Why You Should Always Consider a 30-Year Loan, Even When You Can Afford a 15-Year Loan

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A photo to accompany a story about why you should consider a 30 year mortgage instead of a 15 year one Courtesy of Jordan Hobfoll
Pictured here is the Hobfoll family and their new home where they chose to take out a 30-year loan over a 15-year because of the flexibility of the monthly payment.

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When the Hobfoll family moved into their current Des Moines, Iowa home, they took out a 30-year mortgage, even though they could afford a 15-year loan.

30-year loans typically have a higher mortgage rate than a 15-year loan, but lower monthly payments.  Even though they could swing it, the Hobfolls struggled to justify the extra $500 to $600 a month the shorter-term mortgage would have cost them. Jordan Hobfoll recently transitioned into running his own business full time which he knew would reduce the family’s income as he’s building the business. 

“The flexibility of the 30-year [loan] became more appealing,” said Hobfoll. “If worse comes to worst, you’re not committed to the higher payment.”

Losing income isn’t something that most borrowers can plan for. That’s why some experts recommend 30-year home loans for the majority of homeowners even if a 15-year mortgage  can fit into your budget. You can always pay off the loan early, but a 30-year loan’s smaller monthly commitment provides the option to pursue other financial goals, such as investing for retirement, handling a financial hardship, or building an emergency fund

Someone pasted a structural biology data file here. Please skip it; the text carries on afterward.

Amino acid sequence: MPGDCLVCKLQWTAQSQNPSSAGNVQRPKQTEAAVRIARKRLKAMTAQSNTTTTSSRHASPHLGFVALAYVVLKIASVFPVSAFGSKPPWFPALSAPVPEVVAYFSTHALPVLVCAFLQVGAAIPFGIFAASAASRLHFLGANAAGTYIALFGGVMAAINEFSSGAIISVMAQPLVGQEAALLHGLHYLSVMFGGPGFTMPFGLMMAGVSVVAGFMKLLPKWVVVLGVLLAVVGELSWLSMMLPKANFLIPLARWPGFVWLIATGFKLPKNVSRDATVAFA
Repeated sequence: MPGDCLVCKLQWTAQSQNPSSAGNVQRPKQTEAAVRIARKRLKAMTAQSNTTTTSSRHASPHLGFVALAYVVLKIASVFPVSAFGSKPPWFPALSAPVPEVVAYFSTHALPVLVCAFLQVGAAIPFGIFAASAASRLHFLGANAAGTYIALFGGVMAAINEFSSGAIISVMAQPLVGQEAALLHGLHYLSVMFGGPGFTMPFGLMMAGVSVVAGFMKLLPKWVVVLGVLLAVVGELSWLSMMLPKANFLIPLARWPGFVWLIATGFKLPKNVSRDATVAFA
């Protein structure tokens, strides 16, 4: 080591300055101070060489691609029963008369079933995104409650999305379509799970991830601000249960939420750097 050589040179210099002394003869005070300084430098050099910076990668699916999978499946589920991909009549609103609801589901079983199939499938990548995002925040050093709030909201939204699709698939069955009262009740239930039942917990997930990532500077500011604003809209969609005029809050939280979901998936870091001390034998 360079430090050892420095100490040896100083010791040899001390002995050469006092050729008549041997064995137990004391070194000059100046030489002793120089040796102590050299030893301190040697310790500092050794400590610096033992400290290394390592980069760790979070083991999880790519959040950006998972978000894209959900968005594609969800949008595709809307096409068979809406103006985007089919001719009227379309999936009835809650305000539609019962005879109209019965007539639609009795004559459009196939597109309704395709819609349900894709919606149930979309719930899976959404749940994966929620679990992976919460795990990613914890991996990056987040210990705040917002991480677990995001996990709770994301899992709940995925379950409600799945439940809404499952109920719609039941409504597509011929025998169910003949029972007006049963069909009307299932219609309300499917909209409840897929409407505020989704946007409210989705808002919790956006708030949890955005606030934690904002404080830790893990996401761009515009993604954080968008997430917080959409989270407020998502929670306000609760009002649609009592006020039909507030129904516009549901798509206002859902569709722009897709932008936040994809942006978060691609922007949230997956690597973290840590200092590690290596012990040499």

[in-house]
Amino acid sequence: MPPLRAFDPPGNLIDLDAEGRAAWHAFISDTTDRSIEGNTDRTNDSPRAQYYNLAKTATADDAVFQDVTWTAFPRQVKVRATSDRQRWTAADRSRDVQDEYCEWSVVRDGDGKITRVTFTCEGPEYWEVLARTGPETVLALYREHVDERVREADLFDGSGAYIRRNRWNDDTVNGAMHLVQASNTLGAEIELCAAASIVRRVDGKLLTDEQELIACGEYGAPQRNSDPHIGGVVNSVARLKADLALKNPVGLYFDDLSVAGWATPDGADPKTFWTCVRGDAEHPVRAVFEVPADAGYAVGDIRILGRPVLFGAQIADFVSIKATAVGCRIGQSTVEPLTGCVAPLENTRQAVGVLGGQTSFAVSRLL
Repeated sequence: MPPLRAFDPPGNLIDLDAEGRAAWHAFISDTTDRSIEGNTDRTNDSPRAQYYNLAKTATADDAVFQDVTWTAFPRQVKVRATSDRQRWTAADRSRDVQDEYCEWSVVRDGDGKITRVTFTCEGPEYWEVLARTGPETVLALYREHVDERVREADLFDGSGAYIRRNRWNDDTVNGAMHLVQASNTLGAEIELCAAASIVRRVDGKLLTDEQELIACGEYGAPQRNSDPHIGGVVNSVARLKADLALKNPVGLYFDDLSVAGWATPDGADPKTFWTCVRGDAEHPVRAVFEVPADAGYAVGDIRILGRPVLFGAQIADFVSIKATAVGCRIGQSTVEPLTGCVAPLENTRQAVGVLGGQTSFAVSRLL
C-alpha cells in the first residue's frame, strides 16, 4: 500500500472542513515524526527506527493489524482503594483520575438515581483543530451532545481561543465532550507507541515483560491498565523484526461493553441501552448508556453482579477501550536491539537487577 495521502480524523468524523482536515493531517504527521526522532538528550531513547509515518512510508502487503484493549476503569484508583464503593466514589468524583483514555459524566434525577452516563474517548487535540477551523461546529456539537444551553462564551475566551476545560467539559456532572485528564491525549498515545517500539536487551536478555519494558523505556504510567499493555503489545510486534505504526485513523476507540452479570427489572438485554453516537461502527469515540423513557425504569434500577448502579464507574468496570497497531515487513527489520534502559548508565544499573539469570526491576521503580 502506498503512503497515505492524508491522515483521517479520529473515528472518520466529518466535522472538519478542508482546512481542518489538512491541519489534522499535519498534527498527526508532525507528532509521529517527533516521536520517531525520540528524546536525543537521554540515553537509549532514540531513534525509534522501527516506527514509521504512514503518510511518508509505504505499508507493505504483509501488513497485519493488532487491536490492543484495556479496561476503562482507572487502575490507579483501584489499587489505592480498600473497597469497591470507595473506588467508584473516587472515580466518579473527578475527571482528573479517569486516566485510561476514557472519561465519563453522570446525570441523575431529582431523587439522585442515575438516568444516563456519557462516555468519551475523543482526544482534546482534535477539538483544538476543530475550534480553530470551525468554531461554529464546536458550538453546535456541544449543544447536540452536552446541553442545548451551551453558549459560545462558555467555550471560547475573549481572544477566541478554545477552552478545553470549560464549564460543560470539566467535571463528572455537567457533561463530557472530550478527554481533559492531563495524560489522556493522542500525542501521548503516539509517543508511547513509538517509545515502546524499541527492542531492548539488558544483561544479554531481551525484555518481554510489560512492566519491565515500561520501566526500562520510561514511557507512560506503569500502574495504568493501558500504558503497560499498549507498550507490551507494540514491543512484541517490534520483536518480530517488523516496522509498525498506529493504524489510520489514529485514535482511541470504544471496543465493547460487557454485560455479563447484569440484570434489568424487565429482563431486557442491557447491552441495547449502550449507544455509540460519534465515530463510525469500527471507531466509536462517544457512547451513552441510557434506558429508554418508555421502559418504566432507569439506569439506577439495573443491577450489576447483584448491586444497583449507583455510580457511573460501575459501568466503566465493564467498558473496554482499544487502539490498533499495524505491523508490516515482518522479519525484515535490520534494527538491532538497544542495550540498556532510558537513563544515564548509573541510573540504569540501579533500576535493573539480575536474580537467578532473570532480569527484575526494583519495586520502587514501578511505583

Here’s Why a 30-Year Loan Could Be Better Than a 15-Year Loan

With a smaller monthly payment you’ll have greater flexibility to pursue a wider range of financial goals and you’ll be better able to weather economic uncertainty. 

Two of the main benefits to shorter mortgage repayment terms, like the 15-year, is it ends up being cheaper over the long term and you can pay off the mortgage faster. However, you can still pay off a 30-year loan as quickly as you’d like. By law, there can’t be prepayment penalties after three years. 

Since there’s no additional cost to paying off a 30-year loan in half the time, “it seems to be a wise course of action as a consumer to go with a 30-year mortgage and then make a conscious decision on your own to pay it off in 15 years,” says Mitria Wilson-Spotser, director of housing policy at the Consumer Federation of America, a nonprofit consumer advocacy organization.

Here are two reasons why experts say a 30-year loan could be a better option than a 15-year loan. 

1. Ability to Handle Economic Uncertainty

A 15-year loan’s monthly payment is typically about 50% higher than a 30-year loan of the same amount, even factoring in the lower interest rate

Shorter loans allow you to build equity in your home more quickly, but all that equity may not help you very much when times get tough. If you lose your job or your income is reduced, turning your home’s value into cash with a home equity loan, home equity line of credit (HELOC), or a cash-out refinance becomes more out of reach. Without proof of steady income it becomes more difficult to qualify for these equity options.

“We keep calling these major financial crises in America unprecedented events, but they keep happening,” says Kyle Seagraves, a certified mortgage advisor with the homebuyer education site and YouTube channel “Win The House You Love.” Many households’ finances were stretched thin during the last financial crash and the COVID pandemic. In those situations, Seagraves says he would much rather be committed to a 30-year loan with a lower payment than to a 15-year loan.

2. Flexibility to Pursue Other Financial Goals